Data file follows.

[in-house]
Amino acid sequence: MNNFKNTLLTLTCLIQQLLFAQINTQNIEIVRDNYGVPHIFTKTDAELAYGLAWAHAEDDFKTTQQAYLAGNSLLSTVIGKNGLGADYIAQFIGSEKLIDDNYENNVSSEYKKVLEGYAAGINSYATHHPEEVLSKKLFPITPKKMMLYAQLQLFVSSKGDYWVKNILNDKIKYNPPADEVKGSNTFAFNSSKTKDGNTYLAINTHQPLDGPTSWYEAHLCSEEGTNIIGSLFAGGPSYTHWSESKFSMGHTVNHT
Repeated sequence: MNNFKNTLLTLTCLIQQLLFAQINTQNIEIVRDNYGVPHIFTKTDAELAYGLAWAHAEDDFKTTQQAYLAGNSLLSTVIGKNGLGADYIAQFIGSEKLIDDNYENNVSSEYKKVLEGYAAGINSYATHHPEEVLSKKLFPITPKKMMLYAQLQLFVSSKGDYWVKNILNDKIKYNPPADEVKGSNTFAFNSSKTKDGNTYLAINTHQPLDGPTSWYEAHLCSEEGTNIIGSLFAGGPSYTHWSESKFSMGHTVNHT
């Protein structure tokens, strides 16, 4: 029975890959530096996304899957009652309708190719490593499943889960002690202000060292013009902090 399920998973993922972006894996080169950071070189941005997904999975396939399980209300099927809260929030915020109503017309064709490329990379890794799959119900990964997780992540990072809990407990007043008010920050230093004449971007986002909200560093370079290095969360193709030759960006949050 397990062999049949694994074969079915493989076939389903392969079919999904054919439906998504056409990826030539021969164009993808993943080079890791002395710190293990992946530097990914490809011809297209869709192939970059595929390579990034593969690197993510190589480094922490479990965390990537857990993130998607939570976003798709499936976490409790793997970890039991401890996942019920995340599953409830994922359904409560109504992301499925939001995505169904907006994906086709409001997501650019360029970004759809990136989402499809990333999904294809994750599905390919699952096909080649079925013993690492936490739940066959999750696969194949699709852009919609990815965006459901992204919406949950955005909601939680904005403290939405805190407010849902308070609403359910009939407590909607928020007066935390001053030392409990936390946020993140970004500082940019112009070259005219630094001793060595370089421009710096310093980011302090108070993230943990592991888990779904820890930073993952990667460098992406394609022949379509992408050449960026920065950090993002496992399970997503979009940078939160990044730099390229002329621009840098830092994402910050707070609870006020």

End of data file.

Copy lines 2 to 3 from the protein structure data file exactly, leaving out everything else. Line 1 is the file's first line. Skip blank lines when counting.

Amino acid sequence: MNNFKNTLLTLTCLIQQLLFAQINTQNIEIVRDNYGVPHIFTKTDAELAYGLAWAHAEDDFKTTQQAYLAGNSLLSTVIGKNGLGADYIAQFIGSEKLIDDNYENNVSSEYKKVLEGYAAGINSYATHHPEEVLSKKLFPITPKKMMLYAQLQLFVSSKGDYWVKNILNDKIKYNPPADEVKGSNTFAFNSSKTKDGNTYLAINTHQPLDGPTSWYEAHLCSEEGTNIIGSLFAGGPSYTHWSESKFSMGHTVNHT
Repeated sequence: MNNFKNTLLTLTCLIQQLLFAQINTQNIEIVRDNYGVPHIFTKTDAELAYGLAWAHAEDDFKTTQQAYLAGNSLLSTVIGKNGLGADYIAQFIGSEKLIDDNYENNVSSEYKKVLEGYAAGINSYATHHPEEVLSKKLFPITPKKMMLYAQLQLFVSSKGDYWVKNILNDKIKYNPPADEVKGSNTFAFNSSKTKDGNTYLAINTHQPLDGPTSWYEAHLCSEEGTNIIGSLFAGGPSYTHWSESKFSMGHTVNHT